A very very welcome return to form
I started this a little anxiously, as Boyd’s previous Ordinary Thunderstorms had been deeply disappointing from such a usually reliably fascinating writer. But very quickly, I realised I had gone back to being safe again, in Boyd’s expert hands.
As in Any Human Heart and The New Confessions we have an examination of the early part of the last century, and a sense of what it might mean to be English by the experience of a character who is for at least part of the time of the novel, outside England. We have, again, a world linked to the arts, in this case, theatre, with his central character, Lysander Rief, an actor, and this character shares other similarities with those previous Boyd protagonists – a flawed man, a man who is in some senses morally ambiguous, but nevertheless has a strong moral code. His weakness is sexual, in terms of a strong susceptibility to the charms of a particular woman with a much greater moral ambiguity than his own.
Set initially in Vienna, in 1913, and ending in London, whilst the First World War is heavily progressing, this is, above all a novel of disguise, of the wearing of masks, of subterfuge, hypocrisy, falsehoods and lies – those one tells oneself, those one does not know one tells oneself, and those one deliberately tells others. It starts with the masks and delusions of the self – the actor, the professional wearer of masks, in Vienna to consult an early disciple of Freud’s (who also makes a brief appearance in these pages) Rief is there to uncover a falsehood in himself, and his analyst finds a cure for the problem by the device of creating another falsehood, a new (false) view of an old reality, – a false memory syndrome which helps, if you like. Cured as far as the original problem which took him to Vienna, our hero embarks on a relationship with a febrile fellow patient. No spoiler, its pretty obvious where this is going, right from the start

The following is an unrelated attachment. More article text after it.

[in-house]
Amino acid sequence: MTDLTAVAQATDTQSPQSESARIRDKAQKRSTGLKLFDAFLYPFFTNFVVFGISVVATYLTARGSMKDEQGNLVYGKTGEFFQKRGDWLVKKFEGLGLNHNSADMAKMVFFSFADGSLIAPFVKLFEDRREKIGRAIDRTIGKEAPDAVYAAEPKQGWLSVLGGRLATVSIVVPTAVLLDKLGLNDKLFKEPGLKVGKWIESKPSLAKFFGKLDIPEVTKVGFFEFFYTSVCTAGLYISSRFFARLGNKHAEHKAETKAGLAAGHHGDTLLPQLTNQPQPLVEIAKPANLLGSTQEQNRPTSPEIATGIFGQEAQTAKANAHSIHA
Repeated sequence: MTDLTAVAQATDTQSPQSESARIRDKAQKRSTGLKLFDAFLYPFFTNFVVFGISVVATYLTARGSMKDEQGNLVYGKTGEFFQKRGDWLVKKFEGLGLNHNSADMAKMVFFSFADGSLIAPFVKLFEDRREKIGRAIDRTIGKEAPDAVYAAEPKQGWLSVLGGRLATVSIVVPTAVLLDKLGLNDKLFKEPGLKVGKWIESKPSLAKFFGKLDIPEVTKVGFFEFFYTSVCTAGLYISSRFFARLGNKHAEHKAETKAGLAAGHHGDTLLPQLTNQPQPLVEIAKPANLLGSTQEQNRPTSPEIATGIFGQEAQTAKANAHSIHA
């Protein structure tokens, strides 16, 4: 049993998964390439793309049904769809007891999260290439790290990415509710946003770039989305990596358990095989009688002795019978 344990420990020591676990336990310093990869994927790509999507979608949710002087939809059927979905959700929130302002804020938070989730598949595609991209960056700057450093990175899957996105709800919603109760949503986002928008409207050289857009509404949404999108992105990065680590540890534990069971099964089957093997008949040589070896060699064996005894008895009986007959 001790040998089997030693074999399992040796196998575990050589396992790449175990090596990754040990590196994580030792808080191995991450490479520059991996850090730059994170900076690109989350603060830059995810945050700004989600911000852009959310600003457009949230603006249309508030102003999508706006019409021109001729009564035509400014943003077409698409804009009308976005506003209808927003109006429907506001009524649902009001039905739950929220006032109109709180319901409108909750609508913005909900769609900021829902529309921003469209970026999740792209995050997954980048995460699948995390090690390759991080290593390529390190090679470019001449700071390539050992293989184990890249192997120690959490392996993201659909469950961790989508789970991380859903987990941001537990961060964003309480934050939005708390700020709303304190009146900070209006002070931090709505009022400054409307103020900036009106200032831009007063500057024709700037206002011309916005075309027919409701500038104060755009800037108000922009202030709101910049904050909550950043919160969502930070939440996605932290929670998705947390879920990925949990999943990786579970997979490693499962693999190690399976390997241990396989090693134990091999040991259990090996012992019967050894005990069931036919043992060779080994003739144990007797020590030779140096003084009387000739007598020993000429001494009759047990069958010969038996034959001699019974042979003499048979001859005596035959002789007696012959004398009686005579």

Entering into choppy waters (again, its rather obvious what is going to happen, given the knowledge that the First World War is brewing) our hero is encountered by some mysterious strangers who are part of the British Embassy set, and its very obvious they will find a use for the mask-wearing talents of our actor, and recruit him to a field where the ability to convincingly wear masks is crucial – espionage.
This is not Ian Fleming spying, because our hero is not invincible, is far from being suave and sophisticated, and is often, quite out of his depth, and with no understanding of the game he is playing.
It had me gripped and admiring to the very end, the plot, and the emotional twists, and the self-realisation twists of our flawed, but likeable main character, more honest than the series of masks worn by some of the other characters. An unresolved, and totally accurate ambiguity throughout, really.